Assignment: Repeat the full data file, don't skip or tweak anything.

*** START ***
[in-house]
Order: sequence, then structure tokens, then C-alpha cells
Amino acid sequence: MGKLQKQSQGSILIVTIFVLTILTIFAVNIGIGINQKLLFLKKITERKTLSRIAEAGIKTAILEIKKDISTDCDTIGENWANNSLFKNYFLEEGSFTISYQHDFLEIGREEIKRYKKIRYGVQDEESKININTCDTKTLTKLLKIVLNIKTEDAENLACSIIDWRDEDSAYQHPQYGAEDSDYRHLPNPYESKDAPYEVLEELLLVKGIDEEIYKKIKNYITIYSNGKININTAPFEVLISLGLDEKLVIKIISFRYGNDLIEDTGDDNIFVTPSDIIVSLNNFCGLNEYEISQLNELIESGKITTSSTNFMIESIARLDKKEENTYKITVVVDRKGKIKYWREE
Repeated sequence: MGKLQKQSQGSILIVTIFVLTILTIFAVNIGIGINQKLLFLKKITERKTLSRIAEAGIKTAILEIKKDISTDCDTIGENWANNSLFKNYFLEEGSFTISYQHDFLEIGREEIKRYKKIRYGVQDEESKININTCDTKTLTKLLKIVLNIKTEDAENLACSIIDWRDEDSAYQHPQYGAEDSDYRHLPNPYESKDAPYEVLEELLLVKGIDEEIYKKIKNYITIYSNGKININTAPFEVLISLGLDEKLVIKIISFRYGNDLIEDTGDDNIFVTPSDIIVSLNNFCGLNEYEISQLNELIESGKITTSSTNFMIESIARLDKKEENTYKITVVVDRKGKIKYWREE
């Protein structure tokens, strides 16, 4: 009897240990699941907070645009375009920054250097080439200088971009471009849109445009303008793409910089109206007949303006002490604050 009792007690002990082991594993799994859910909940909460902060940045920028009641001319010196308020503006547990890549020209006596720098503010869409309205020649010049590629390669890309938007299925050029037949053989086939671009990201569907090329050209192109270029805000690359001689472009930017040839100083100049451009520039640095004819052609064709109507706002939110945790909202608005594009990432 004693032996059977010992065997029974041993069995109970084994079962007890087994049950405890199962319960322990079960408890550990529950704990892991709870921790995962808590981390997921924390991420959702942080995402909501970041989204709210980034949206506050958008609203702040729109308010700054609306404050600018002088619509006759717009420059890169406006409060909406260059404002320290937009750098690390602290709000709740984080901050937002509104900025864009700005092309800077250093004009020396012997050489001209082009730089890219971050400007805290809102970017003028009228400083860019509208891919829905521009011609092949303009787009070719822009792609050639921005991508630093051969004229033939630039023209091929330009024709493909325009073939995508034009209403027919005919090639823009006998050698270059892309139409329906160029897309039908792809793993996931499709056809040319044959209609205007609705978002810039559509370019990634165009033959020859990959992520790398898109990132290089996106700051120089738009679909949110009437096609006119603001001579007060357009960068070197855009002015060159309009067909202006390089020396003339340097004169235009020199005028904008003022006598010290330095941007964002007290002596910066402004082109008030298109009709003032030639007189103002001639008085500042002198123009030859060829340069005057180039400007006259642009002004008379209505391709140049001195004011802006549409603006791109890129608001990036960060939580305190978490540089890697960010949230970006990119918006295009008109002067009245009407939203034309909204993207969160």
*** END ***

[in-house]
Order: sequence, then structure tokens, then C-alpha cells
Amino acid sequence: MGKLQKQSQGSILIVTIFVLTILTIFAVNIGIGINQKLLFLKKITERKTLSRIAEAGIKTAILEIKKDISTDCDTIGENWANNSLFKNYFLEEGSFTISYQHDFLEIGREEIKRYKKIRYGVQDEESKININTCDTKTLTKLLKIVLNIKTEDAENLACSIIDWRDEDSAYQHPQYGAEDSDYRHLPNPYESKDAPYEVLEELLLVKGIDEEIYKKIKNYITIYSNGKININTAPFEVLISLGLDEKLVIKIISFRYGNDLIEDTGDDNIFVTPSDIIVSLNNFCGLNEYEISQLNELIESGKITTSSTNFMIESIARLDKKEENTYKITVVVDRKGKIKYWREE
Repeated sequence: MGKLQKQSQGSILIVTIFVLTILTIFAVNIGIGINQKLLFLKKITERKTLSRIAEAGIKTAILEIKKDISTDCDTIGENWANNSLFKNYFLEEGSFTISYQHDFLEIGREEIKRYKKIRYGVQDEESKININTCDTKTLTKLLKIVLNIKTEDAENLACSIIDWRDEDSAYQHPQYGAEDSDYRHLPNPYESKDAPYEVLEELLLVKGIDEEIYKKIKNYITIYSNGKININTAPFEVLISLGLDEKLVIKIISFRYGNDLIEDTGDDNIFVTPSDIIVSLNNFCGLNEYEISQLNELIESGKITTSSTNFMIESIARLDKKEENTYKITVVVDRKGKIKYWREE
């Protein structure tokens, strides 16, 4: 009897240990699941907070645009375009920054250097080439200088971009471009849109445009303008793409910089109206007949303006002490604050 009792007690002990082991594993799994859910909940909460902060940045920028009641001319010196308020503006547990890549020209006596720098503010869409309205020649010049590629390669890309938007299925050029037949053989086939671009990201569907090329050209192109270029805000690359001689472009930017040839100083100049451009520039640095004819052609064709109507706002939110945790909202608005594009990432 004693032996059977010992065997029974041993069995109970084994079962007890087994049950405890199962319960322990079960408890550990529950704990892991709870921790995962808590981390997921924390991420959702942080995402909501970041989204709210980034949206506050958008609203702040729109308010700054609306404050600018002088619509006759717009420059890169406006409060909406260059404002320290937009750098690390602290709000709740984080901050937002509104900025864009700005092309800077250093004009020396012997050489001209082009730089890219971050400007805290809102970017003028009228400083860019509208891919829905521009011609092949303009787009070719822009792609050639921005991508630093051969004229033939630039023209091929330009024709493909325009073939995508034009209403027919005919090639823009006998050698270059892309139409329906160029897309039908792809793993996931499709056809040319044959209609205007609705978002810039559509370019990634165009033959020859990959992520790398898109990132290089996106700051120089738009679909949110009437096609006119603001001579007060357009960068070197855009002015060159309009067909202006390089020396003339340097004169235009020199005028904008003022006598010290330095941007964002007290002596910066402004082109008030298109009709003032030639007189103002001639008085500042002198123009030859060829340069005057180039400007006259642009002004008379209505391709140049001195004011802006549409603006791109890129608001990036960060939580305190978490540089890697960010949230970006990119918006295009008109002067009245009407939203034309909204993207969160």